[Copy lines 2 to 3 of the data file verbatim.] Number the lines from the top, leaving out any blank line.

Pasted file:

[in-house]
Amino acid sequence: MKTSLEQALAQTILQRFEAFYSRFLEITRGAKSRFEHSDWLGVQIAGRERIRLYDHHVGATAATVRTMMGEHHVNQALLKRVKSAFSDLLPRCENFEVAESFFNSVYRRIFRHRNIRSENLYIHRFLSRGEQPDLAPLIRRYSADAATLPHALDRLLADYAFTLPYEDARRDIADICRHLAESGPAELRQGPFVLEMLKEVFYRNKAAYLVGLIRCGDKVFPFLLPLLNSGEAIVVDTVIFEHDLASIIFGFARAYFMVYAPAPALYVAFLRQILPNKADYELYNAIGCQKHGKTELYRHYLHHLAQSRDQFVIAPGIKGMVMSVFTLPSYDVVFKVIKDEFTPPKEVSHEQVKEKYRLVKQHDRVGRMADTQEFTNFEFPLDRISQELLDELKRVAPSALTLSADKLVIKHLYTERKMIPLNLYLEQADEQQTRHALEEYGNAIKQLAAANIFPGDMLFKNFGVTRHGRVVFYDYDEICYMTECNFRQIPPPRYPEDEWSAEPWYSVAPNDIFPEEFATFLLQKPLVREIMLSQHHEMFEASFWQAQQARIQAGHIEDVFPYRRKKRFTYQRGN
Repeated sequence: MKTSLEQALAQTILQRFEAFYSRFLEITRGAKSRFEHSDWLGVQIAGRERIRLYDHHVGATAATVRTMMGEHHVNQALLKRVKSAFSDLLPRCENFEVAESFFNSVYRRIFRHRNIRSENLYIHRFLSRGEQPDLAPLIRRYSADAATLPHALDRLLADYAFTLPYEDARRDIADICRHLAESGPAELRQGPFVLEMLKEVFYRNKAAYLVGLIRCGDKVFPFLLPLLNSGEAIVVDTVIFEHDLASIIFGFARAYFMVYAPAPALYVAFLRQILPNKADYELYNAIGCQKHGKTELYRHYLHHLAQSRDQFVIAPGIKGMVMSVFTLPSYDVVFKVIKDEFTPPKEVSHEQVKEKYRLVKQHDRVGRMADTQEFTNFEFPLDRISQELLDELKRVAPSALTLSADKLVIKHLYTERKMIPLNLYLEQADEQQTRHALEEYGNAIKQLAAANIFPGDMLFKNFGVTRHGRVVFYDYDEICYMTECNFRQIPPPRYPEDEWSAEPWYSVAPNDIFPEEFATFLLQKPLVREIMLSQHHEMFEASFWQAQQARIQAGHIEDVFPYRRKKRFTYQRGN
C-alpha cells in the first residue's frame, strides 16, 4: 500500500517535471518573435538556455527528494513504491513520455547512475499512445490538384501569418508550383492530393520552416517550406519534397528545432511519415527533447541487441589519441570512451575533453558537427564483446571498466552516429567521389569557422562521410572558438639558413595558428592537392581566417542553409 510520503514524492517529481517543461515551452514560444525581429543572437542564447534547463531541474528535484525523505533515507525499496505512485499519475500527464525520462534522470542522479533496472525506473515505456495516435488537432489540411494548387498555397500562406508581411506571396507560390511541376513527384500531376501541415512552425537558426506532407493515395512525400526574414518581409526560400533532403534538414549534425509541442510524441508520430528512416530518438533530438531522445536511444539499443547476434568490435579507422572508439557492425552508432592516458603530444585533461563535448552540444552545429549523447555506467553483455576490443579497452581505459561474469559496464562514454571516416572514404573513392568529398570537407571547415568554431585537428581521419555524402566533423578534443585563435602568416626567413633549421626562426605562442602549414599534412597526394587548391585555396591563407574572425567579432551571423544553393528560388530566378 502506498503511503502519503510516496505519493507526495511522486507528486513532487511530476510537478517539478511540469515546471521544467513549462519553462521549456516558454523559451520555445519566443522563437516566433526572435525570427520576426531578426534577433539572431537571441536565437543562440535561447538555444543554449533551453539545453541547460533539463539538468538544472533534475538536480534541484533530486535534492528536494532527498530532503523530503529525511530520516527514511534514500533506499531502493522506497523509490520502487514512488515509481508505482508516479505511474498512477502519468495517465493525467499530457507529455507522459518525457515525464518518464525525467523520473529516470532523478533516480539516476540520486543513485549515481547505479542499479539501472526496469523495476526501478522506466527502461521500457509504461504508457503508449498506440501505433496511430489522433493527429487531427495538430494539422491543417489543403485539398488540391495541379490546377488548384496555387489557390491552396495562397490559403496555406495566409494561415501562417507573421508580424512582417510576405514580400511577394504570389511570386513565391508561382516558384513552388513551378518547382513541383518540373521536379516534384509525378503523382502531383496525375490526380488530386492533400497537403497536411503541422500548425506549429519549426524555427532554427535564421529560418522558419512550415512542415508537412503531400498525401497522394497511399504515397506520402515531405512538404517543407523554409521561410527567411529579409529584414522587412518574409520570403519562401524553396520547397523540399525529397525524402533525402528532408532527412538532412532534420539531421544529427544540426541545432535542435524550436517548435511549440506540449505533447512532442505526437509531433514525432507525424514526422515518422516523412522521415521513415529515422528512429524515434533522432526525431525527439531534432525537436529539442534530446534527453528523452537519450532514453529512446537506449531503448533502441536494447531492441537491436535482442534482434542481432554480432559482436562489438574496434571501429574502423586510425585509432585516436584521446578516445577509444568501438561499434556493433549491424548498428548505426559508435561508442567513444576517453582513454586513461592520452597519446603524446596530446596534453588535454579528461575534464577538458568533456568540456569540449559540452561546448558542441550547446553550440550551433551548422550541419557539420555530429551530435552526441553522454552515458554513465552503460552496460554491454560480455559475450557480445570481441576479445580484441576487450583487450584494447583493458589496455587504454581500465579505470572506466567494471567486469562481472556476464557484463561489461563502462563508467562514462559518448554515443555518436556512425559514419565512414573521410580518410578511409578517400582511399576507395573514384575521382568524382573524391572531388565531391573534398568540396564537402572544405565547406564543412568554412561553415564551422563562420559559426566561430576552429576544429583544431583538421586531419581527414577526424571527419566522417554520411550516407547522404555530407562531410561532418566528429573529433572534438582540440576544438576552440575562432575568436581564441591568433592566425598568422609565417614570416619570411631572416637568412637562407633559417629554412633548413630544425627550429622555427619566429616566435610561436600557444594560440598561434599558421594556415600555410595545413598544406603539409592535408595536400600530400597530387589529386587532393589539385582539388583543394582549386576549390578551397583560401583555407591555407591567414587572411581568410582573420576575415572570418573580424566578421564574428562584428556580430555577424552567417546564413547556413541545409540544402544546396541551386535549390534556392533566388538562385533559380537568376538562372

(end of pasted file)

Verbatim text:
Amino acid sequence: MKTSLEQALAQTILQRFEAFYSRFLEITRGAKSRFEHSDWLGVQIAGRERIRLYDHHVGATAATVRTMMGEHHVNQALLKRVKSAFSDLLPRCENFEVAESFFNSVYRRIFRHRNIRSENLYIHRFLSRGEQPDLAPLIRRYSADAATLPHALDRLLADYAFTLPYEDARRDIADICRHLAESGPAELRQGPFVLEMLKEVFYRNKAAYLVGLIRCGDKVFPFLLPLLNSGEAIVVDTVIFEHDLASIIFGFARAYFMVYAPAPALYVAFLRQILPNKADYELYNAIGCQKHGKTELYRHYLHHLAQSRDQFVIAPGIKGMVMSVFTLPSYDVVFKVIKDEFTPPKEVSHEQVKEKYRLVKQHDRVGRMADTQEFTNFEFPLDRISQELLDELKRVAPSALTLSADKLVIKHLYTERKMIPLNLYLEQADEQQTRHALEEYGNAIKQLAAANIFPGDMLFKNFGVTRHGRVVFYDYDEICYMTECNFRQIPPPRYPEDEWSAEPWYSVAPNDIFPEEFATFLLQKPLVREIMLSQHHEMFEASFWQAQQARIQAGHIEDVFPYRRKKRFTYQRGN
Repeated sequence: MKTSLEQALAQTILQRFEAFYSRFLEITRGAKSRFEHSDWLGVQIAGRERIRLYDHHVGATAATVRTMMGEHHVNQALLKRVKSAFSDLLPRCENFEVAESFFNSVYRRIFRHRNIRSENLYIHRFLSRGEQPDLAPLIRRYSADAATLPHALDRLLADYAFTLPYEDARRDIADICRHLAESGPAELRQGPFVLEMLKEVFYRNKAAYLVGLIRCGDKVFPFLLPLLNSGEAIVVDTVIFEHDLASIIFGFARAYFMVYAPAPALYVAFLRQILPNKADYELYNAIGCQKHGKTELYRHYLHHLAQSRDQFVIAPGIKGMVMSVFTLPSYDVVFKVIKDEFTPPKEVSHEQVKEKYRLVKQHDRVGRMADTQEFTNFEFPLDRISQELLDELKRVAPSALTLSADKLVIKHLYTERKMIPLNLYLEQADEQQTRHALEEYGNAIKQLAAANIFPGDMLFKNFGVTRHGRVVFYDYDEICYMTECNFRQIPPPRYPEDEWSAEPWYSVAPNDIFPEEFATFLLQKPLVREIMLSQHHEMFEASFWQAQQARIQAGHIEDVFPYRRKKRFTYQRGN